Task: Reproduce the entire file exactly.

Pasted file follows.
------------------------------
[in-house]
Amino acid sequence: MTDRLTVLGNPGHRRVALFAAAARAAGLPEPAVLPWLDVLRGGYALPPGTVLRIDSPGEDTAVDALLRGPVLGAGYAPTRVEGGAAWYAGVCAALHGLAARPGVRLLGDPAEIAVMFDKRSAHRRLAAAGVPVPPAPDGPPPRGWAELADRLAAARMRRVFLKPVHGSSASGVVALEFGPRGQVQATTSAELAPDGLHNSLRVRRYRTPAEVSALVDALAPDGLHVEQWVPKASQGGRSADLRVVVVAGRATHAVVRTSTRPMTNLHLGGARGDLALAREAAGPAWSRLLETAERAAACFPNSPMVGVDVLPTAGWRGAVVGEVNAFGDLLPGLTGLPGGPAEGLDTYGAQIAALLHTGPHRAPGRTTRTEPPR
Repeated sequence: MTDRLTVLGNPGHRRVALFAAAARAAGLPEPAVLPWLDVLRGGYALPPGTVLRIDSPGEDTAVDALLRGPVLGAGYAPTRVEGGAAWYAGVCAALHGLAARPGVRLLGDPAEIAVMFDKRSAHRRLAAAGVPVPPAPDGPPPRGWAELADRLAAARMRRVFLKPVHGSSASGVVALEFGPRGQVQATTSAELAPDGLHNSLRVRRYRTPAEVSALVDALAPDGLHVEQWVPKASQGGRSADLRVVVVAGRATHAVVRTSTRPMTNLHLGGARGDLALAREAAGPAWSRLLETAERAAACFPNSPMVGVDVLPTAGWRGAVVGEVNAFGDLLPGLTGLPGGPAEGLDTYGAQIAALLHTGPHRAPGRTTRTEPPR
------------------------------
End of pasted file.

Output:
[in-house]
Amino acid sequence: MTDRLTVLGNPGHRRVALFAAAARAAGLPEPAVLPWLDVLRGGYALPPGTVLRIDSPGEDTAVDALLRGPVLGAGYAPTRVEGGAAWYAGVCAALHGLAARPGVRLLGDPAEIAVMFDKRSAHRRLAAAGVPVPPAPDGPPPRGWAELADRLAAARMRRVFLKPVHGSSASGVVALEFGPRGQVQATTSAELAPDGLHNSLRVRRYRTPAEVSALVDALAPDGLHVEQWVPKASQGGRSADLRVVVVAGRATHAVVRTSTRPMTNLHLGGARGDLALAREAAGPAWSRLLETAERAAACFPNSPMVGVDVLPTAGWRGAVVGEVNAFGDLLPGLTGLPGGPAEGLDTYGAQIAALLHTGPHRAPGRTTRTEPPR
Repeated sequence: MTDRLTVLGNPGHRRVALFAAAARAAGLPEPAVLPWLDVLRGGYALPPGTVLRIDSPGEDTAVDALLRGPVLGAGYAPTRVEGGAAWYAGVCAALHGLAARPGVRLLGDPAEIAVMFDKRSAHRRLAAAGVPVPPAPDGPPPRGWAELADRLAAARMRRVFLKPVHGSSASGVVALEFGPRGQVQATTSAELAPDGLHNSLRVRRYRTPAEVSALVDALAPDGLHVEQWVPKASQGGRSADLRVVVVAGRATHAVVRTSTRPMTNLHLGGARGDLALAREAAGPAWSRLLETAERAAACFPNSPMVGVDVLPTAGWRGAVVGEVNAFGDLLPGLTGLPGGPAEGLDTYGAQIAALLHTGPHRAPGRTTRTEPPR